Listen to the full discussion of this topic on our recent Ask an Advisor podcast episode:
Learn more at Leaders
- Get a preview of “Negotiation Ninja Class: Lessons from the FBI and More” from MGMA Consultant Doral Jacobsen, MBA, FACMPE, at the 2023 Leaders Conference, Oct. 22-25 in Nashville.
- Read more about developing your medical group’s value proposition to support your negotiation strategy.
Contracting action items
Jacobsen’s payer contracting checklist offers these 10 action items to build into your process:
- Complete a payer mix analysis: Calculate chargers by payer divided by total charges using one year of data.
- Complete a gross collections analysis: Calculate payments divided by charges by payer using one year of data.
- Start a contract catalogue: Obtain your executed agreements, identify products and the last negotiation date.
- Gather fee schedules: Request fee schedules (CPT®-code level) from payers and/or download, as applicable.
- Rate payer hassle factor: Grade your top payers (A to F) based on the administrative burdens your practice faces.
- Determine reimbursement per visit/procedure by payer: Identify payment rates for CPT® codes driving at least 80% of revenue for the top payers.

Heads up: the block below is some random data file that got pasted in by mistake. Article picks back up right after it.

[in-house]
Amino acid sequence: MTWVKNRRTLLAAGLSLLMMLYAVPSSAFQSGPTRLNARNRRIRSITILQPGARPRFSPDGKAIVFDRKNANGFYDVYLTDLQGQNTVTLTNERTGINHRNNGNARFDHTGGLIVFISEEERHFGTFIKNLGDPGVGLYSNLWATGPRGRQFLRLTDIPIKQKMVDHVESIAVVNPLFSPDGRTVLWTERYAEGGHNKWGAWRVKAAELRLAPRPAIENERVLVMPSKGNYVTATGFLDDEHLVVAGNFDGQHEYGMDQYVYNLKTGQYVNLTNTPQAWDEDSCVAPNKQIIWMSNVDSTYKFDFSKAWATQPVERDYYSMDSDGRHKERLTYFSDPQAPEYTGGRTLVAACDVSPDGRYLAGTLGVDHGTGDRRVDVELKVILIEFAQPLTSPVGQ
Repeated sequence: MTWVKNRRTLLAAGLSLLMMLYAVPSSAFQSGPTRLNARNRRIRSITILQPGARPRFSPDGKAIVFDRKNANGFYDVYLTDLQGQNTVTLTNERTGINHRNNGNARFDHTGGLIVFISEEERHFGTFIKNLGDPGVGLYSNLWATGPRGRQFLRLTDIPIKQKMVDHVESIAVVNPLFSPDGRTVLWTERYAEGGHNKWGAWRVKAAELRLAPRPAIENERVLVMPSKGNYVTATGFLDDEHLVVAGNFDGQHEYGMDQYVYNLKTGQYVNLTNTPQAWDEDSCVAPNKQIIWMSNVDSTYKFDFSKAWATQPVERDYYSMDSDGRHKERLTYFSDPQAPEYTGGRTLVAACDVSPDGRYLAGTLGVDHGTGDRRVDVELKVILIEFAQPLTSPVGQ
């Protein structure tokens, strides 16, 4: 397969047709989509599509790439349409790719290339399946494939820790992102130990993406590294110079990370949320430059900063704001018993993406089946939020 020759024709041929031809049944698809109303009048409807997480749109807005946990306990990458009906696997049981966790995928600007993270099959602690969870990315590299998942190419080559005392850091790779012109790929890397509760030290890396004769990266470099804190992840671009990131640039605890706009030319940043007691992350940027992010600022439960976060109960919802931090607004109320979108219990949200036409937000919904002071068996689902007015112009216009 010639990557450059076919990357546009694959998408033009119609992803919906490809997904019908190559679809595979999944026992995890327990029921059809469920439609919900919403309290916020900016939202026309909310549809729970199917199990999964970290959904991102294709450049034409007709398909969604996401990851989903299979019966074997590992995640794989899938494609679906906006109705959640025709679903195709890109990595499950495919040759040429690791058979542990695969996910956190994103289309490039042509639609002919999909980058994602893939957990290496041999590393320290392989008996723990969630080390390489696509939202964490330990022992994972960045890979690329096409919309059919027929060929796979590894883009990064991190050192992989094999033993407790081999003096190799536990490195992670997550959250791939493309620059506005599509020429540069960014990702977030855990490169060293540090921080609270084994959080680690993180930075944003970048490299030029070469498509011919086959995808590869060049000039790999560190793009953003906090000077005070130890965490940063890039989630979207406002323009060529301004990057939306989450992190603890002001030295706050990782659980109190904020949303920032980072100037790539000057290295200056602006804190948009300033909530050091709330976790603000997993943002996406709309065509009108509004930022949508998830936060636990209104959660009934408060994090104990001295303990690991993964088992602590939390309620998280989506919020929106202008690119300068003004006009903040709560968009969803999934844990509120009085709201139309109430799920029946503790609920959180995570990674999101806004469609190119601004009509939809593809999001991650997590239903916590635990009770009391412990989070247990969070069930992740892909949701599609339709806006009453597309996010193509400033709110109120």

- Define cost per visit/procedure for providing key services.
- Craft your practice's value proposition: Create a graphic that tells the story of why your practice is valuable to the network.
- Determine proposal requests for your top three payers: Identifying appropriate rate increase requests for each of the top three payers identified in your payer mix analysis.
- Initiate negotiations: Leverage analyses completed for the top three payers and request calls ahead of submitting your proposals.
There is a lot of detail that goes into the process, so keep these five considerations in mind to help make the process smoother:
1. Prepare thoroughly
Before entering negotiations, gather comprehensive data about your practice's performance, patient demographics, services provided and associated costs. Understand your practice's value proposition and how it aligns with the payer's network. Analyze the current reimbursement by payer.
2. Set clear goals
Define your negotiation goals clearly. Determine the reimbursement rates you are aiming for, any additional benefits you seek (such as timely payments or improved administrative processes) and the contract terms that would best serve your practice. Set deadlines during negotiation process.
3. Leverage data and evidence